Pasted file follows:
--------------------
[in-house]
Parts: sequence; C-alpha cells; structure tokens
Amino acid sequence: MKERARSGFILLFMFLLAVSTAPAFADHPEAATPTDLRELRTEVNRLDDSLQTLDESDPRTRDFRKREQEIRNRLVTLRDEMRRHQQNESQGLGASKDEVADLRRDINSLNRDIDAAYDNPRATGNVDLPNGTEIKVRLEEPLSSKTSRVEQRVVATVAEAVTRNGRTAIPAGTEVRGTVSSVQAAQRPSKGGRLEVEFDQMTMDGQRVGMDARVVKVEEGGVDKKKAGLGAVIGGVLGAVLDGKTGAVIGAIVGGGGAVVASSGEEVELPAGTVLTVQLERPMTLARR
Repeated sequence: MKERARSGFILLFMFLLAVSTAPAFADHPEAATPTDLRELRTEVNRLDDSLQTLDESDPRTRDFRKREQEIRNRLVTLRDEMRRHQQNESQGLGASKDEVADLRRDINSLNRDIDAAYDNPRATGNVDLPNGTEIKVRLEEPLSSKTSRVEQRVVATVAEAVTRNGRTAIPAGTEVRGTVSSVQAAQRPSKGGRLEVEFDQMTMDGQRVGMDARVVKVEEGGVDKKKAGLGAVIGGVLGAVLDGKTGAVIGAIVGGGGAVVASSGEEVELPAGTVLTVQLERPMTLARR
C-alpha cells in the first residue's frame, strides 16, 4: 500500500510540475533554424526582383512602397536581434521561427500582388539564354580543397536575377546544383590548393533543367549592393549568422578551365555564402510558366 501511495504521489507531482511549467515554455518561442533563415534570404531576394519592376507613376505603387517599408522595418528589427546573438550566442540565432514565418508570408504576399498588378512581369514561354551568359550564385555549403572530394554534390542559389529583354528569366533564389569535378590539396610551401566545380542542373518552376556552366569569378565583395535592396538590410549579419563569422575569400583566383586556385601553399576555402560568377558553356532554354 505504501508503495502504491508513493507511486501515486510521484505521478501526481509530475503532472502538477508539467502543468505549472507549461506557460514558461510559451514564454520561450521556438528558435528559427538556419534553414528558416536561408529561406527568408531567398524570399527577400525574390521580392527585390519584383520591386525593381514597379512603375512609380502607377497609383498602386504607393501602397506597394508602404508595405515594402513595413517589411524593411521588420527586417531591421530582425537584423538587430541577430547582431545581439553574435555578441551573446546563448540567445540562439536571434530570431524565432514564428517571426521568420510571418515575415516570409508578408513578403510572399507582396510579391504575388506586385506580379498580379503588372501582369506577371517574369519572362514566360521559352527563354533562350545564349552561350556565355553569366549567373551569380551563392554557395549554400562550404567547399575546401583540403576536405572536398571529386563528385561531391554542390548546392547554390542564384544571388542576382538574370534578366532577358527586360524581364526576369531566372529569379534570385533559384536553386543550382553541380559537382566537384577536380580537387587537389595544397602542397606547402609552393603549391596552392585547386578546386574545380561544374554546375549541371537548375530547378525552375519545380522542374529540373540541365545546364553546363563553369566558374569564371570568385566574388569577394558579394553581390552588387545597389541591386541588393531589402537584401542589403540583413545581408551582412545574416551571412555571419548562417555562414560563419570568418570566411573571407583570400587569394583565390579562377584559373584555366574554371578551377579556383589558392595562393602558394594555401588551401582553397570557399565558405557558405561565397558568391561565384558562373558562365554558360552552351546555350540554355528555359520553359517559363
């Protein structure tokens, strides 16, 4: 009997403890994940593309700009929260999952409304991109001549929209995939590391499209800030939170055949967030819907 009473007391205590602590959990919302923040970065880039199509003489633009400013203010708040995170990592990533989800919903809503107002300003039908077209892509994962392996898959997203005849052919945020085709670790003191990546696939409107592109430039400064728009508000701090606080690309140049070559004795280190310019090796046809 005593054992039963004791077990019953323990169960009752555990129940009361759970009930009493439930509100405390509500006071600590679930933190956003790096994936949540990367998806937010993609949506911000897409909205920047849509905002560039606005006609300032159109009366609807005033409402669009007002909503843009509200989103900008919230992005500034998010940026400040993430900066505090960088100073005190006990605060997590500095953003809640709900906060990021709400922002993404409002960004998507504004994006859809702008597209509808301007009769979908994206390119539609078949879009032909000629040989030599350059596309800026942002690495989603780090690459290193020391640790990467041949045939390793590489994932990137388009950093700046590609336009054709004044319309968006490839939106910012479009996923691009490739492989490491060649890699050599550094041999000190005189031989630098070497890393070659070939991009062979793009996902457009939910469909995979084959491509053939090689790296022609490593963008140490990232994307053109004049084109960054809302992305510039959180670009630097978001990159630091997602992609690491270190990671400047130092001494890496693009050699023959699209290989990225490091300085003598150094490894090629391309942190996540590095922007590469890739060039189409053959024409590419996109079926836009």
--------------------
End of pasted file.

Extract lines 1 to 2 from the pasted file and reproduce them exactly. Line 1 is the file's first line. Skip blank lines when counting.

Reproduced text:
[in-house]
Parts: sequence; C-alpha cells; structure tokens